Mexican Americans: Death and Dying
Hispanics are the fastest growing minority in the United States, and the majority of them are Mexican in origin (Kemp, 2001). The Roman Catholic Church plays a vital role in the culture and daily life of many Mexican Americans. Consequently, healthcare personnel must become culturally competent in dealing with the different beliefs possessed by these individuals. Nurses must have the knowledge and skills necessary to deliver care that is congruent with the patient’s cultural beliefs and practices (Kearney-Nunnery, 2010). The ways that a nurse cares for a Mexican American patient during the process of dying or at the critical time of death is especially important. The purpose of this paper is to examine Mexican Americans’ beliefs concerning terminal illness and death, explain the role of the nurse desired by Mexican Americans, and discuss how the knowledge gained will be incorporated into future nursing practice.
Mexican Americans have strong beliefs about how to care for a loved one during times of terminal illness. Health and illness is often attributed to the will of God. Mexican Americans typically feel as if they are being punished by God or that it is simply fate that they are terminally ill (Kemp, 2001). Therefore, Mexican Americans typically take a passive role with regard to treatment options. For example, Mexican Americans seldom voice problems with pain while in the hospital due to a high value being placed on stoicism. Consequently, studies show that they receive inadequate analgesia more often than any other population. Life-sustaining measures may also be requested by family members if there is any hope that the ill loved one will survive. However, Mexican Americans believe that these measures should never be stopped once began (Taxis, 2008).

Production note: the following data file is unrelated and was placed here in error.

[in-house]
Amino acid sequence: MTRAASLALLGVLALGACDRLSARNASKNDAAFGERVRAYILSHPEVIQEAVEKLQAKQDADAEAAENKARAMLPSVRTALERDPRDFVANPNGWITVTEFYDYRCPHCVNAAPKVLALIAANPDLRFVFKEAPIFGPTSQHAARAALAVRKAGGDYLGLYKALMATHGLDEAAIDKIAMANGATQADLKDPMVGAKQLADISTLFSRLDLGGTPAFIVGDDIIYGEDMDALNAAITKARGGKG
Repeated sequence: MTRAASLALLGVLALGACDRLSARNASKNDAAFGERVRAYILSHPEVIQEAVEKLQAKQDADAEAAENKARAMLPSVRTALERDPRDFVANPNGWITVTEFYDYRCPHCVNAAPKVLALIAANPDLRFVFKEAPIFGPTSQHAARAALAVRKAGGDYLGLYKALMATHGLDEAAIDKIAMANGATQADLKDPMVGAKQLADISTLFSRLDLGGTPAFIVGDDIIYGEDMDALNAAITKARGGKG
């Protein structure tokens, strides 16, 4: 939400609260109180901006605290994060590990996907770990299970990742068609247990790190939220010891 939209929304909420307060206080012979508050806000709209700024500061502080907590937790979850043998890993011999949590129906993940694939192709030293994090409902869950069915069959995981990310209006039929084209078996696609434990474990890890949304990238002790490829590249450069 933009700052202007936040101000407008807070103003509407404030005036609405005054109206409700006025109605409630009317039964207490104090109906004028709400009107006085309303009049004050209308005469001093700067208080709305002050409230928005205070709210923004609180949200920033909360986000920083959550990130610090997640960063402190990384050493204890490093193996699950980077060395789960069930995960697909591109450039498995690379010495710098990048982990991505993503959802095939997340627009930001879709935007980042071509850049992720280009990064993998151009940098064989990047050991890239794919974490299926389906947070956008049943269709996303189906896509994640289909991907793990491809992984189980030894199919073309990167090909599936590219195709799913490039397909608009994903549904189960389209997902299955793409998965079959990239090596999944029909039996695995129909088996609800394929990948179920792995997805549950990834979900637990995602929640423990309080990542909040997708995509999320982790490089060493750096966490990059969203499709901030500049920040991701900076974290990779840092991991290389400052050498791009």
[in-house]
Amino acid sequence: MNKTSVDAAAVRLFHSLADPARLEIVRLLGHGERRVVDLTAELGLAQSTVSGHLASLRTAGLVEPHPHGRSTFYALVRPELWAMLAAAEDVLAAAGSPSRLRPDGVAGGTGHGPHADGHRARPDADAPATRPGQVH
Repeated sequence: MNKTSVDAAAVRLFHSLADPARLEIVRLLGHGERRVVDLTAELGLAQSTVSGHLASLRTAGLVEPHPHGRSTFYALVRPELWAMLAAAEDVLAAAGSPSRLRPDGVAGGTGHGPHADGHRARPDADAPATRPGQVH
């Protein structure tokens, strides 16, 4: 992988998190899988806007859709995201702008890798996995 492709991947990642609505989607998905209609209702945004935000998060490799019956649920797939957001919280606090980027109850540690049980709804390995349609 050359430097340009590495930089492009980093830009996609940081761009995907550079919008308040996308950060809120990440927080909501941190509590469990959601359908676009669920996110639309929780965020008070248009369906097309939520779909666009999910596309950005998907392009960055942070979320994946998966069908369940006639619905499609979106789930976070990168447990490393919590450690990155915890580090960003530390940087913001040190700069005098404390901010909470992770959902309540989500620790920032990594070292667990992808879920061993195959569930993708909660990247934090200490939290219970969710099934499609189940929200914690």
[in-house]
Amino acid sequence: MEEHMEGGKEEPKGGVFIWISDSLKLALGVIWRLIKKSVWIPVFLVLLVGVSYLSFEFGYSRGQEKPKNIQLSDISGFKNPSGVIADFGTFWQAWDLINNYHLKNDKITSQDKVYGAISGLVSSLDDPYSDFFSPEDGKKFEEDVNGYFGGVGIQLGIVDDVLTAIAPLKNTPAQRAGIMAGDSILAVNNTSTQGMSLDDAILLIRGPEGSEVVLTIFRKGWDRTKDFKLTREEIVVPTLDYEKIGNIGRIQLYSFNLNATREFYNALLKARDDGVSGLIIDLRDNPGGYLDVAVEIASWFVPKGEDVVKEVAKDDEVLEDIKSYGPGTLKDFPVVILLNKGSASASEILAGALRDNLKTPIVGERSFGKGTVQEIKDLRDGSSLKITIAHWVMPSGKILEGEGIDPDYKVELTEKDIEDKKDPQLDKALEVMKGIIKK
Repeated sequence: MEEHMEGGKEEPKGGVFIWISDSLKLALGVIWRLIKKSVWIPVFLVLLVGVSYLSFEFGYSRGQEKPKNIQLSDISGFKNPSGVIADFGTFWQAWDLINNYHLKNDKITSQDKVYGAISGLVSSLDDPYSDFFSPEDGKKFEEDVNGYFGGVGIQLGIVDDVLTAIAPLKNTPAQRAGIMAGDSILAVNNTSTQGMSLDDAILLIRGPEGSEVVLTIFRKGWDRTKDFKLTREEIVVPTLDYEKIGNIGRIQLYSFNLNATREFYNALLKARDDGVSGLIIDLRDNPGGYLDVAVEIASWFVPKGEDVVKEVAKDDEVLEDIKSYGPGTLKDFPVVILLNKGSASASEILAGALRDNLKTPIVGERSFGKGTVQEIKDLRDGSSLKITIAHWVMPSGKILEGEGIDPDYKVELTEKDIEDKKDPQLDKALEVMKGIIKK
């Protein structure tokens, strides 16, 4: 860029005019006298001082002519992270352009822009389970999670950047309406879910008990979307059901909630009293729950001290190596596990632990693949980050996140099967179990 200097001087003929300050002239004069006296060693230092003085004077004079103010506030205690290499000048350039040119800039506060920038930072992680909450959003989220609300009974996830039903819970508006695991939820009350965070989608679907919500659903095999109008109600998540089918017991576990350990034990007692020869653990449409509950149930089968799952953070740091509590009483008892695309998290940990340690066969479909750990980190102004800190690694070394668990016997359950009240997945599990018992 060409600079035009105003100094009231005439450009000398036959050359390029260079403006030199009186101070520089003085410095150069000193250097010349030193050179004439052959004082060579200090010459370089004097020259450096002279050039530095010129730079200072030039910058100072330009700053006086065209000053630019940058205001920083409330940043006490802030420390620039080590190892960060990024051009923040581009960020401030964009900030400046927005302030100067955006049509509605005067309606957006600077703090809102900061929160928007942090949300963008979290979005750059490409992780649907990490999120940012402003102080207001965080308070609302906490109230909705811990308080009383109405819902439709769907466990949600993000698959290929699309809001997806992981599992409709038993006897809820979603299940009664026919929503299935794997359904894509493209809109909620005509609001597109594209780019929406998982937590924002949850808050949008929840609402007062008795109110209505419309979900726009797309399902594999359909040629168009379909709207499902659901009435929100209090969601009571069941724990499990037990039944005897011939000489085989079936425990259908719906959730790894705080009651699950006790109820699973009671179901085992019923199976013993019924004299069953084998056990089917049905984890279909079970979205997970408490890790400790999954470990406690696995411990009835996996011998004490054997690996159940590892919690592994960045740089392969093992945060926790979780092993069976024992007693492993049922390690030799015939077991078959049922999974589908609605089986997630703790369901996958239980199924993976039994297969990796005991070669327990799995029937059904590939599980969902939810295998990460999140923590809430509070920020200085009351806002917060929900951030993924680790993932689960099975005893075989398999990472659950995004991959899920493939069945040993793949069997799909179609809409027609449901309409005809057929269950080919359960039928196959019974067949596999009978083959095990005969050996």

The role of the family and religion is greatly emphasized during times of terminal illness in Mexican American culture. Multiple family members gather together to give care to the loved one from far and near. The father or the oldest male relative holds the greatest power in most families to make health-related decisions for an ill loved one. Family members feel responsible for bathing, changing, and feeding their loved one daily even during hospital stays (Taxis, 2008). In addition, prayer and ritual are also critical components of the dying process. Family members may pray with the patient at the bedside, at a home altar, or at church. At times, candles are kept lit for 24 hours a day as a symbol of continuous worship. Clergy members may visit to offer spiritual support. As the ill loved one approaches death, the sacrament of anointing of the sick is administered by a priest or lay member (Kemp, 2001). Mexican American families use religious beliefs in the afterlife to help them cope with this emotional process.
When death occurs, Mexican Americans are not uncomfortable with the presence of the body of a loved one. Frequently, family members desire to...